A few days ago at the store I stood in line, my groceries on the conveyor belt: butter, greens, an avocado, carrots and peppers and potatoes. The person behind me placed their items on the belt: two packages of ice cream sandwiches. About once a year I get a craving for an ice cream sandwich, and looking at the picture on the boxes made me want one. I turned to see who was buying them. She was middle-aged, with faded hair and a worn, tired face, wearing a jacket with a broken zipper. Hunched over. She’s been through some things, was the thought in my mind, and I waited for her to look up so I could smile at her and chat a little while we waited for the cashier. But she never did look up. And I thought of this poem, by the wondrous Dorianne Laux. So many people out there, all of us maybe, who have been through some things. Oh, the water.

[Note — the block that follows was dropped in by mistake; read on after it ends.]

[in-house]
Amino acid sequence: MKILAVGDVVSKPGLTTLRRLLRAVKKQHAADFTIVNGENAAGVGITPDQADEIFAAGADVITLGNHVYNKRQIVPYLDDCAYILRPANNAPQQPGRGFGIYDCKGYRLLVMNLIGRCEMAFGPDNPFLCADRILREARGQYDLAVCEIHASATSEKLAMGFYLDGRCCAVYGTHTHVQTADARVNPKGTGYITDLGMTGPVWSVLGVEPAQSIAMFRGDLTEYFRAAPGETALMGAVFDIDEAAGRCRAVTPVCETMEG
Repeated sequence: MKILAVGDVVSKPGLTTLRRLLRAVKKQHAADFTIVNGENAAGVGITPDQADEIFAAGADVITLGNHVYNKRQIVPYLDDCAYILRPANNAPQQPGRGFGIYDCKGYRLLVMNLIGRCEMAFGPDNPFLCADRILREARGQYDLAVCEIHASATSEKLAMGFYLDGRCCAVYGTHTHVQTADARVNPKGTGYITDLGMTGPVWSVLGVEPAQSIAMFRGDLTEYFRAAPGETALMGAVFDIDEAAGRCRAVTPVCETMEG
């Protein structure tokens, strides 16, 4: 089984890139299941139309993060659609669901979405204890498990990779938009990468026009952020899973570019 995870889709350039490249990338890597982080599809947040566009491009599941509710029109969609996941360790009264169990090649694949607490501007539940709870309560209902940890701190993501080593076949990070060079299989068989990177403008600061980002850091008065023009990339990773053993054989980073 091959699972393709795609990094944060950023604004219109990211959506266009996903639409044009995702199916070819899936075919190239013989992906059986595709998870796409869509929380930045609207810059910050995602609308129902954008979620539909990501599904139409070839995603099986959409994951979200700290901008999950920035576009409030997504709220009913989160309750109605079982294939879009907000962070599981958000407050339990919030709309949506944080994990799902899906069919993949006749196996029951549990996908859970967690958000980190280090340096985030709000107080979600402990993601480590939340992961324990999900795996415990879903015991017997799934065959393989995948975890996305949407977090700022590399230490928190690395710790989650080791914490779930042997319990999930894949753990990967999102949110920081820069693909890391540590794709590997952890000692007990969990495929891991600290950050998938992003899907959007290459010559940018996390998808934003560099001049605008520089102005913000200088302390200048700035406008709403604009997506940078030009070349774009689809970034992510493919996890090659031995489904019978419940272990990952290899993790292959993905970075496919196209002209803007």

You are the hero of this poem,
the one who leans into the night
and shoulders the stars, smoking
a cigarette you’ve sworn is your last
before reeling the children into bed.
Or you’re the last worker on the line,
lifting labeled crates onto the dock,
brown arms bare to the elbow,
your shirt smelling of seaweed and soap.
You’re the oldest daughter
of an exhausted mother, an inconsolable
father, sister to the stones thrown down
on your path. You’re the brother
who warms his own brother’s bottle,
whose arm falls asleep along the rail of his crib.
We’ve stood next to you in the checkout line,
watched you flip through tabloids or stare
at the TV Guide as if it were the moon,
your cart full of cereal, toothpaste, shampoo,
day-old bread, bags of gassed fruit,
frozen pizzas on sale for 2.99.
In the car you might slide in a tape, listen
to Van Morrison sing Oh, the water.
You stop at the light and hum along, alone.
When you slam the trunk in the driveway,
spilling the groceries, dropping your keys,
you’re someone’s love, their one brave hope;
and if they don’t run to greet you or help
with the load, they can hear you,
they know you’ve come home.